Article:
In August last year, we told a sorry little tale about how small horticultural producers in Kenya were being drowned in EU red tape and were simply unable to cope.
Their problem was and is that, in order to continue exporting to EU member states – their main outlet - they had to conform with new rules on quality audits, which included the traceability amendment 178/2005. All exports into the EU had to be traceable to the grower.
This law and the numerous, mandatory codes of practice being imposed on the industry were pushing production costs higher and eroding investor profits and squeezing the small producers out of business. Only the larger growers had the resources (and skills) to deal with the paperwork and, out of the 200 or so registered growers supplying the export market, only about six big companies were expected to survive.
Now, at least, according to The Nation in Nairobi, earnings from flower exports have been growing by leaps and bounds and exporters are smiling all the way to the banks.
Kenya is the leading exporter of flowers to Europe, commanding 25 percent of total sales. It beats Israel and Colombia which are second and third respectively. Every year, at least extra 500 acres are put under flower farms - arguably the fastest expansion rate in the world. And, clearly, the surviving growers are coping with the paperwork.
So far so good, one might say, except that far from smiling, many of the workers are weeping all the way to the hospitals. Some have been forced into early retirement prompted by ill health resulting from handling unsafe chemicals. In one of the major flower-growing areas, more than 50,000 flower farm labourers live in the area with their families, a distressing number of them half-blind, permanently scarred or hairless as a result of their contact with toxic chemicals.
The Nation reports that animals have not been spared either. Early this year, fumigation chemicals at one of the farms were mixed with water but the lethal mixture found its way out of the farm, into the wild and, eventually into Lake Naivasha. Fishermen found dead fish floating on the water. Two hippos and about 12 cows belonging to Maasai herdsmen also died after drinking the water.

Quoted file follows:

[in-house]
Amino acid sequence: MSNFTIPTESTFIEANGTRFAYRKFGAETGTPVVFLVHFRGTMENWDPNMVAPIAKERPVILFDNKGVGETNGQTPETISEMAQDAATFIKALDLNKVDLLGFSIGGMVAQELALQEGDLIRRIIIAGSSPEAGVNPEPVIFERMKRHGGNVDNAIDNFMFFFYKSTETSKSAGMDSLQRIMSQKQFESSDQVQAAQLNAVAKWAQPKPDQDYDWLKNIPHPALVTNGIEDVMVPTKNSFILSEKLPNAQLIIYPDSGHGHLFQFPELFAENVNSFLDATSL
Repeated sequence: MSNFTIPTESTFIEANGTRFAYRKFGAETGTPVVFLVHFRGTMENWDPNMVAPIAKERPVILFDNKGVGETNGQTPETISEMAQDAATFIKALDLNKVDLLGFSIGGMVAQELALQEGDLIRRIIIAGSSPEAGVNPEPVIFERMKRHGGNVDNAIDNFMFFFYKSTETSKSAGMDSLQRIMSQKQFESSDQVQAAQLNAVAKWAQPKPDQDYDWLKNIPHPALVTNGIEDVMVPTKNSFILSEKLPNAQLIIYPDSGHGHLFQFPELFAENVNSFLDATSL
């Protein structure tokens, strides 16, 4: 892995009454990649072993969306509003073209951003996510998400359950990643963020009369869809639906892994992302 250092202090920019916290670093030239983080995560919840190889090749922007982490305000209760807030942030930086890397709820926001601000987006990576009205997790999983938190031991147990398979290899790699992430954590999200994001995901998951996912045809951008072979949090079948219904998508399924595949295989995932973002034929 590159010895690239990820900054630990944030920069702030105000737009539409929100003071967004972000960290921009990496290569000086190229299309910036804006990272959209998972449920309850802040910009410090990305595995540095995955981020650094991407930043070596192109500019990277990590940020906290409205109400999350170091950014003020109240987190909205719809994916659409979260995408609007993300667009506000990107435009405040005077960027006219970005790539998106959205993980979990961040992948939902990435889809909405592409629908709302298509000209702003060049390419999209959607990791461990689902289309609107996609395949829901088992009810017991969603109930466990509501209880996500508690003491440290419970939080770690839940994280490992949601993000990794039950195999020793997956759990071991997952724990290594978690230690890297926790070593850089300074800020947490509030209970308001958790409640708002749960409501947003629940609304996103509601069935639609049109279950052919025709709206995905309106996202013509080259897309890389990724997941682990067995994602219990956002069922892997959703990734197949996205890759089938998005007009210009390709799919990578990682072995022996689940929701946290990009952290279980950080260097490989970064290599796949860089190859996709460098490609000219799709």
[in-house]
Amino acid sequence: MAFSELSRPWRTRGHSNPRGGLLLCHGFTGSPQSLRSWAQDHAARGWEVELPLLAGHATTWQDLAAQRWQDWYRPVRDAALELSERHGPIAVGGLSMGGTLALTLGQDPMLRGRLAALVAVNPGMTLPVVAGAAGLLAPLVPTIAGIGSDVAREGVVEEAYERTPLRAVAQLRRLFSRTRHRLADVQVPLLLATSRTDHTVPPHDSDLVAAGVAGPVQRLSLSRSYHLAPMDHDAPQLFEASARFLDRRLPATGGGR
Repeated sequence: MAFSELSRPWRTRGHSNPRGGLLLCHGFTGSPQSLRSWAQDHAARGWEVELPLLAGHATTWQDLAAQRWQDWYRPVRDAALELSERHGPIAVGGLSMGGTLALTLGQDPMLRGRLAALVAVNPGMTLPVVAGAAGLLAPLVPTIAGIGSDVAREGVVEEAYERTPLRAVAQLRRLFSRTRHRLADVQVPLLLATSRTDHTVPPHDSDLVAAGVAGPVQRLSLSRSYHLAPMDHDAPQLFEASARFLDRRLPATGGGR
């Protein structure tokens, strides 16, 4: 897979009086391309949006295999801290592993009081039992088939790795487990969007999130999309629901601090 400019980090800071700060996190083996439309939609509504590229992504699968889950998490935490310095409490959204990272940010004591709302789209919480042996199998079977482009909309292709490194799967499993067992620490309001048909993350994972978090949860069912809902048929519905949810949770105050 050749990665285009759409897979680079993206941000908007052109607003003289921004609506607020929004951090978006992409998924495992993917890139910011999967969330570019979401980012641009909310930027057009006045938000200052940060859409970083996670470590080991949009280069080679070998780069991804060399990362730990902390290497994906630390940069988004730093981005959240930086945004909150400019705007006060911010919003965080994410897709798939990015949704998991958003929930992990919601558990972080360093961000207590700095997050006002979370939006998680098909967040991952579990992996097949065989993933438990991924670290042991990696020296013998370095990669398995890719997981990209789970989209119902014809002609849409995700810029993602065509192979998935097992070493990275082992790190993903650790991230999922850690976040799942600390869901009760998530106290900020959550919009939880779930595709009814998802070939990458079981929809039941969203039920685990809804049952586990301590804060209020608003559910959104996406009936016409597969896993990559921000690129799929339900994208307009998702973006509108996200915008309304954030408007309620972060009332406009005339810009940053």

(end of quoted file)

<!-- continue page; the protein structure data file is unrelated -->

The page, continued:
Not far from the labourers dwellings is a clinic set up for them. One of the doctors there says most the cases he encounters range from chronic bronchitis, breathing problems, severe headaches, loss of hair and acute chest pains - maladies he attributes to overexposure to dangerous substances.
Workers complain of inadequate or non-existent training, shortage or absence of protective equipment, lack of labelling and warnings, and the use of banned substances. They also talk of a hostile management culture where workers who make complaints are immediately fired. One worker says, "The best thing in the circumstances is to keep quiet and pray to God". The 50-plus owners of the farms have a mechanism where workers can easily be blacklisted in all the farms.
A storekeeper tells of his experience over four years when, he says, he has often handled unlabelled chemicals. When inspectors from the Pest Control Products Board come checking, he claims, workers are directed to hide the unlabelled bottles in a manager's house.
Official agencies like the Board, supposed to monitor the health of workers, are proving toothless so, asks The Nation, who will come to the assistance of the affected workers?
Well, clearly not EU inspectors. A manager at Homegrown Flowers, one of the largest flower farms in Kenya, which sits on more than 25,000 acres, says that vigorous audits and inspection exercises conducted by independent experts mainly from Europe have found out that the flower farms comply with the EU's hygiene rules and the European Good Agricultural Practices. Clearly, the right paperwork has been filled in, somewhat confirming our impression that the paper, not practice is the key, as far as the buyer is concerned.
However, the indifference to worker safety, and the tolerance of highly dangerous chemicals contrasts strongly with the EU’s paranoia over the relatively benign DDT, which the Ugandans want to reintroduce to control malaria.
How typical of the EU to over-react when there is no significant threat and to sit idly by when there is real harm to health – a classic example of the sledgehammer to miss the nut.